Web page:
A Memento Mori ritual – to remember you will die.

There’s a lot going on this Saturday – a full moon in Taurus and The Addams Family watch party. But remember death… after all, this is what this festival is all about.

Espoused by business and performance coaches, and Stoic philosophers alike, we don’t need to journey with a shaman or plant medicine to be introduced to our ancestors; they are with us here and now.

And they are enchanted when we remember them in daily or weekly practice. They love being welcomed into our lives.

Through rites and remembrance you will quickly feel the support of deceased relatives, loved ones, even pets and places, and behind them will be the steady wisdom and presence from the ranks of long dead ancestors.

You will need:

  • A small glass of water
  • An ‘Anima Sola’ postcard (to represent all deceased souls) or photos of deceased relatives and loved ones
  • A small white candle (optional)
  • Incense (optional)

Start by setting up a small altar space with your pictures, and place before them your incense in a holder, and any other small offerings such as a crystal, a little posy of flowers, or some small delicious sweets.

You will change and refresh these offerings regularly as your relationship with your ancestors deepens.

The ritual takes no more than a few minutes and ideally should be performed daily (after all, a vital part of the purpose of the ritual is to remind us that each day may be our last and to live it as such) first thing on waking before doing anything else.

1. Light your candle and place a fresh glass of water on the altar. Bring to mind your dead. Name them, aloud or in your mind. Say out loud or in your mind:

“This is an offering from the living to the dead. This is an offering to my ancestors, relatives and friends. Thank you for all you brought to the world, thank you for your frailties, your loves and fears.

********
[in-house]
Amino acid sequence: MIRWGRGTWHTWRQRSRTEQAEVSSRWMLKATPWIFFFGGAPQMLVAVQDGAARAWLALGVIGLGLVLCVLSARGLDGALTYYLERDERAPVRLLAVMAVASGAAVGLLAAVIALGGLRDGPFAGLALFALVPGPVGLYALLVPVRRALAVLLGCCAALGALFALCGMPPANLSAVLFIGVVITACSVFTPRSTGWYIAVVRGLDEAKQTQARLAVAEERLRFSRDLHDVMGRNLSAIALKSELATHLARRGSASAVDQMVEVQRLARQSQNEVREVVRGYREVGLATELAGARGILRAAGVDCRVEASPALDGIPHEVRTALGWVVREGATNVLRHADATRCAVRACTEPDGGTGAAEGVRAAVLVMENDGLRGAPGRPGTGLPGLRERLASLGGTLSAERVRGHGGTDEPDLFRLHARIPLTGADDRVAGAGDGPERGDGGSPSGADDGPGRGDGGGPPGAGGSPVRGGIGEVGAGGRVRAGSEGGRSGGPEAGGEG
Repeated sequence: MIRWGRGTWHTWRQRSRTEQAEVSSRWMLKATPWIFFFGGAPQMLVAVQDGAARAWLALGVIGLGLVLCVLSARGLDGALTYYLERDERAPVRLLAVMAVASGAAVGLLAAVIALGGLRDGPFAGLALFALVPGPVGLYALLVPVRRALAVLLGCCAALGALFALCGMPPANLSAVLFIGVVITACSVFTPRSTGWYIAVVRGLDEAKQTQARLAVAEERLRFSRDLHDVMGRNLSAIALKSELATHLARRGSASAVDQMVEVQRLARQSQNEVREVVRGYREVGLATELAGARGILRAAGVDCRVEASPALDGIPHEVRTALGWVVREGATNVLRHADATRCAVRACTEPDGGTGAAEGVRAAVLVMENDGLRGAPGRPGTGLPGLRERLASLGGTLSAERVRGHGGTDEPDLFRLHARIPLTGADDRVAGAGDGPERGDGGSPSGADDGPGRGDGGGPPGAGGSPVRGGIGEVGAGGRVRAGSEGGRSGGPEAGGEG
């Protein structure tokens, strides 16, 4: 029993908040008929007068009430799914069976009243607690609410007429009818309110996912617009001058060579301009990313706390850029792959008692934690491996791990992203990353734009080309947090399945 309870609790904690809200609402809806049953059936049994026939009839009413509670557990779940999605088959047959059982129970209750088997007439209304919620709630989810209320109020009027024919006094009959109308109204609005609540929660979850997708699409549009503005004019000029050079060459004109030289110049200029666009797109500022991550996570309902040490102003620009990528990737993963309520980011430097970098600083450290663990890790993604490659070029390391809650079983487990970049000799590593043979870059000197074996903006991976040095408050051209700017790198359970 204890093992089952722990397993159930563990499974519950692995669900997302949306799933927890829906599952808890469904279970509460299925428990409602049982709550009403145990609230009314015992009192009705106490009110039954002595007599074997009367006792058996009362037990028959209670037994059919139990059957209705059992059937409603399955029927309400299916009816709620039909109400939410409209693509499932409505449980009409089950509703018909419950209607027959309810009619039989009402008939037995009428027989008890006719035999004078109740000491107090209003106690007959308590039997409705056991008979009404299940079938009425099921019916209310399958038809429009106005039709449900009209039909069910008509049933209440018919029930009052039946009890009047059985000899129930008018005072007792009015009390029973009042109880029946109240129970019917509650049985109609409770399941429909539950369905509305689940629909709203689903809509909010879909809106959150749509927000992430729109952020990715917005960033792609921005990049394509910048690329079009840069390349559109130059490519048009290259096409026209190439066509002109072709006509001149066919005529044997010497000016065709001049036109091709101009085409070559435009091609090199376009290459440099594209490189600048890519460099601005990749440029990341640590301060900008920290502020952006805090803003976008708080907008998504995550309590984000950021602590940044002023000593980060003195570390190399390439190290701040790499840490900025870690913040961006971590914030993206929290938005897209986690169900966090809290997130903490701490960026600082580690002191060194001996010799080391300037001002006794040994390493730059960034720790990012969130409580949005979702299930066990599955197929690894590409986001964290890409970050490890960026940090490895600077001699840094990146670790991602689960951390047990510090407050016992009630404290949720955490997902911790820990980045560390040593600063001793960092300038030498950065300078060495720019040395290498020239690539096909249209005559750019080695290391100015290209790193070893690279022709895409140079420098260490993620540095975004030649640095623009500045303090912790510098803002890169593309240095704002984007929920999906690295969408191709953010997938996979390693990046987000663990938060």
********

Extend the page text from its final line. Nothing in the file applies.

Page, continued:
Thank you for your shadows and your light. Please remember me and look favourably upon me, as I remember and look favourably upon you.”

2. Call to mind all the souls who have died over the centuries in the vicinity of where you stand. 

“This is an offering to the local dead, whose dust and bones we walk upon. Thank you for your lives in this place, thank you for sharing your struggles and passions with this land that holds me. I remember you and look favourably upon you.”

3. Now, try to imagine just a few individuals from the millions who have died in human history and are now entirely lost and forgotten.

“This is an offering to the long dead, with none to remember them. Your fate belongs to us all. Thank you for your lives, your struggles, your passions. I remember you and look favourably upon you.”

4. End by considering death as a concept, and your own inevitable passing.

“Death, walk with me. Teach me every day to die and be reborn. Make me unafraid, for death is but a new chapter, and help me live every day as though it were my last.”

Bow your head, pinch out your candle, quell your incense, smile at your beloveds. Your memento mori ritual is complete.

To kick start a deeper relationship with the spirit world, petition St Nicholas: you will soon be crowdsurfing on the happy shoulders of your allies in the otherworld.